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Towards a new generation of holistic DPI & policy management technology

Introducing a series of Disruptive Analysis thought-leadership papers Commissioned by Continuous Computing November 2010

Author: Dean Bubley Contact: information@disruptive-analysis.com

© Disruptive Analysis Ltd, November 2010

Holistic mobile traffic management

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Background

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This document is intended as an introduction to a new series of three separate papers on policy management and the role of Deep Packet Inspection (DPI) in mobile broadband networks. The basic premise is that first-generation “silo” approaches to controlling data traffic have been highly fragmented, and aimed at solving urgent “fire-fighting” problems – the next generation of solutions will need to be more “holistic” and joined-up. Shifts in network technology, smartphones, regulator environment and applications and use cases are together prompting a re-think. As the industry looks more strategically at how to manage the data flowing across 3G/4G networks, it is apparent that the different elements will need to work together much more closely, in order to create compelling user experience, and enable new business models. The radio network, backhaul, core, devices, applications and billing/charging systems will need to be brought together to optimise the overall mobile data ecosystem. Trying to force onto users policies that seem unreasonable, inflexible and arbitrary will lead to dissatisfaction and churn. In particular, future policy management platforms will need to be:    Bearer- and radio-aware Device-aware Capable of managing complex and contextual offload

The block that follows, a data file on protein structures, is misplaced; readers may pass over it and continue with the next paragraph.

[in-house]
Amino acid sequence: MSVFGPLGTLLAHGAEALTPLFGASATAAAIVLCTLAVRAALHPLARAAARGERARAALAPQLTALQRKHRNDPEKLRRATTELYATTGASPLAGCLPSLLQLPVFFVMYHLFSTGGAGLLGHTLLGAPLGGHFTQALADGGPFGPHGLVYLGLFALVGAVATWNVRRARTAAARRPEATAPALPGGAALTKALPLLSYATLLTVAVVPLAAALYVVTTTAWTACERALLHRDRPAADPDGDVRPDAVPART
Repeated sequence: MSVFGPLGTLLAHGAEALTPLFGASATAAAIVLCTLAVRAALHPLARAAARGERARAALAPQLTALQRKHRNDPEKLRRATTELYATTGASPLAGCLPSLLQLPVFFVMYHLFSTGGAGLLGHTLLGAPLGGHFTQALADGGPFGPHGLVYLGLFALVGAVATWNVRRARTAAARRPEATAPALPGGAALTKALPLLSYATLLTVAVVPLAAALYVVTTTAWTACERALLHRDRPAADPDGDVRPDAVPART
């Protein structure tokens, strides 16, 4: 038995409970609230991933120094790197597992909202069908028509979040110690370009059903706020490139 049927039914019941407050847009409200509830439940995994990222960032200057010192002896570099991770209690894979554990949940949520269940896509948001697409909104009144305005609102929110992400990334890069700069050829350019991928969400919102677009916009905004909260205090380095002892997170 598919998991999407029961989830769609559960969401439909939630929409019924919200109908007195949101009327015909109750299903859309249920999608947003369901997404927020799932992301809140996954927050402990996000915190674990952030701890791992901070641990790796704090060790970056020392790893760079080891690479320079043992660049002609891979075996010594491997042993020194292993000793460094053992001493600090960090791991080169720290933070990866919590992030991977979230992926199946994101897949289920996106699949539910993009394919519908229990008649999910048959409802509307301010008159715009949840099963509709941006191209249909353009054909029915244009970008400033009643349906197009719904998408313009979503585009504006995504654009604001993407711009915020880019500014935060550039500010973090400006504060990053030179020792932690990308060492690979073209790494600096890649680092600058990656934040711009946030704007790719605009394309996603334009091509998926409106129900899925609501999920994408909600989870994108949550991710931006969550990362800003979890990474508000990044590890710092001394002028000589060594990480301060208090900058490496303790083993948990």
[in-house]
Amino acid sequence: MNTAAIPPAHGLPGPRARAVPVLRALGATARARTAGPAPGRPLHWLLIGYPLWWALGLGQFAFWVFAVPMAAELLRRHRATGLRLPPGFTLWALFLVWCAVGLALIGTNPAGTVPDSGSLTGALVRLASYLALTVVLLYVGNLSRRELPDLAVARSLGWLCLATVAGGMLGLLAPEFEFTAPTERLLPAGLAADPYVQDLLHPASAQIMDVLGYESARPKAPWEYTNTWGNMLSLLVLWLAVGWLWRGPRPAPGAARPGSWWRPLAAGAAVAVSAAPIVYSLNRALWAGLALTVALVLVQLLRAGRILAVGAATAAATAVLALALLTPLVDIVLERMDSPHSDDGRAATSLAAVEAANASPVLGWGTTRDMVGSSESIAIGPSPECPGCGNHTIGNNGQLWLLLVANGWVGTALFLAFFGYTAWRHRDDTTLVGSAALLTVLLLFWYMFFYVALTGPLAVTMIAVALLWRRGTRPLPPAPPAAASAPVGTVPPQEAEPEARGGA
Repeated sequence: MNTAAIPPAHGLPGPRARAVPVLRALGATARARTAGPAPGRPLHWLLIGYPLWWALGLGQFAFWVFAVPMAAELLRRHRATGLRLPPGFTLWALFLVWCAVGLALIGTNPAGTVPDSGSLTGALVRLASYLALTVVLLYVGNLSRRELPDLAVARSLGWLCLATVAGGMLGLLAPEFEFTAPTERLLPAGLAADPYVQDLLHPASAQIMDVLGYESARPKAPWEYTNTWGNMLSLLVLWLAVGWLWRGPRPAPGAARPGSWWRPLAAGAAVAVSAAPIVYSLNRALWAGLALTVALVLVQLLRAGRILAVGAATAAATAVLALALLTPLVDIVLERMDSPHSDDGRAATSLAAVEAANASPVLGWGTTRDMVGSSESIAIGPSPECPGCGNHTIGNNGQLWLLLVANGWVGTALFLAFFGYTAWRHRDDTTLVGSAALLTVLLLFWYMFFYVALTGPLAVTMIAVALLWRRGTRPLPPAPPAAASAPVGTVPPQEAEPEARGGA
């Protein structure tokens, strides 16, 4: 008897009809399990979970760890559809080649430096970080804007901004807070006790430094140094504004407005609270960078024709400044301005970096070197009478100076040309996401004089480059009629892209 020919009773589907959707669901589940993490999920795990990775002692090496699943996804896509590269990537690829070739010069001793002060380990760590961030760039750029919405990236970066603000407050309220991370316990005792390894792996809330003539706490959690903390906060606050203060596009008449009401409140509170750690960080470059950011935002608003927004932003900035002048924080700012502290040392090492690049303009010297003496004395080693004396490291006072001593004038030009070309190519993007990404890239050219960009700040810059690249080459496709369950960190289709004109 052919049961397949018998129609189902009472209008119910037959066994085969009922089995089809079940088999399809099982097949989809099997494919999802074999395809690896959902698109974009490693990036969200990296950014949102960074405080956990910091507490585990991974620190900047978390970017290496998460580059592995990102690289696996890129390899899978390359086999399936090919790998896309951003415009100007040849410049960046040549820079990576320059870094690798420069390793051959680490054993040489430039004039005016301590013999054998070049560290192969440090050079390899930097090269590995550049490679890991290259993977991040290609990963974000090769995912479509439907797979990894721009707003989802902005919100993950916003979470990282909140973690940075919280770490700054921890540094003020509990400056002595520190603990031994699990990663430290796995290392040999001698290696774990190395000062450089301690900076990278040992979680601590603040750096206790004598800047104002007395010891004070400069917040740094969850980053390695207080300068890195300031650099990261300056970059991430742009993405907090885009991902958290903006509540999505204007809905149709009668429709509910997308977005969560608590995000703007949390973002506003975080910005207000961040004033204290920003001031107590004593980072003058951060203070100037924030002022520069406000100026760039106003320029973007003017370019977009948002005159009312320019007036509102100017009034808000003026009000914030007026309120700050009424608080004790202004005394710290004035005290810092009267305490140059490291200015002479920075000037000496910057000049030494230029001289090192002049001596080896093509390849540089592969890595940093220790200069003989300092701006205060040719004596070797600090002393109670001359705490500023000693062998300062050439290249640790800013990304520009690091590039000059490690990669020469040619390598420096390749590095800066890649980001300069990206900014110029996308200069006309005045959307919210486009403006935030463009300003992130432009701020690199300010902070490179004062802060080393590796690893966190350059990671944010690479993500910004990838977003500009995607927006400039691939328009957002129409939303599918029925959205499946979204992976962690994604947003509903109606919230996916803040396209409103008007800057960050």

The paper has been written by the independent industry analyst & consulting firm Disruptive Analysis, and sponsored by Continuous Computing, as part of an initiative to promote thought-leadership, differentiation and innovative networking concepts for the mobile broadband and network policy-management marketplace. The opinions expressed are Disruptive Analysis’ own, and are not specific endorsements of any vendor’s or operator’s products or strategy.

Introduction
Over the past two years, everyone in the mobile industry has seen the famous “scissors” diagram, with mobile data traffic growing exponentially, despite revenues only creeping upwards slowly. Most regulars to industry conferences have seen variations of the same picture probably dozens, or even hundreds of times. Disruptive Analysis is as guilty as anyone else here, having used that same image over several years, with the simplistic conclusion that either “costs per Megabyte” need to be reduced, or that total volumes need to be managed down. But while that chart has been useful for raising awareness of the trends and risks, it is becoming clear that it represents a quite naïve and unsophisticated analysis of the actual situation, which is much more complex. Many operator networks have been impacted more by signalling load than actual “tonnage” of data. Applications such as P2P BitTorrent can be more damaging because of relatively high uplink traffic rather than the sheer amounts downloaded.

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And just because 80% of traffic comes from 20% of users, that doesn’t necessarily mean that they cause 80% of the actual problems or 80% of the real-world congestion. The person downloading 2GB of video in quiet cell at 3am is probably not one of the 20,000 people with smartphones, each downloading 1MB of email at the airport at 8am the next morning. The risk to operators is that they focus on the easy targets, the so-called “data hogs” rather than actually identifying and fixing the real pressure points. Yes, there is some correlation between outright heavy usage and costs, but cause-and-effect is far from perfect. Applying tiers and caps makes prudent sense compared with truly “unlimited” data plans – but heavy-handed approaches to overage charges, or harsh network discrimination against particular traffic types (e.g., video) risk a range of negatives – from consumer dissatisfaction and churn, through to unwelcome scrutiny from regulators. Creating fear amongst customers is never a winning strategy – especially when it seems arbitrary or vindictive, rather than fixing specific problems.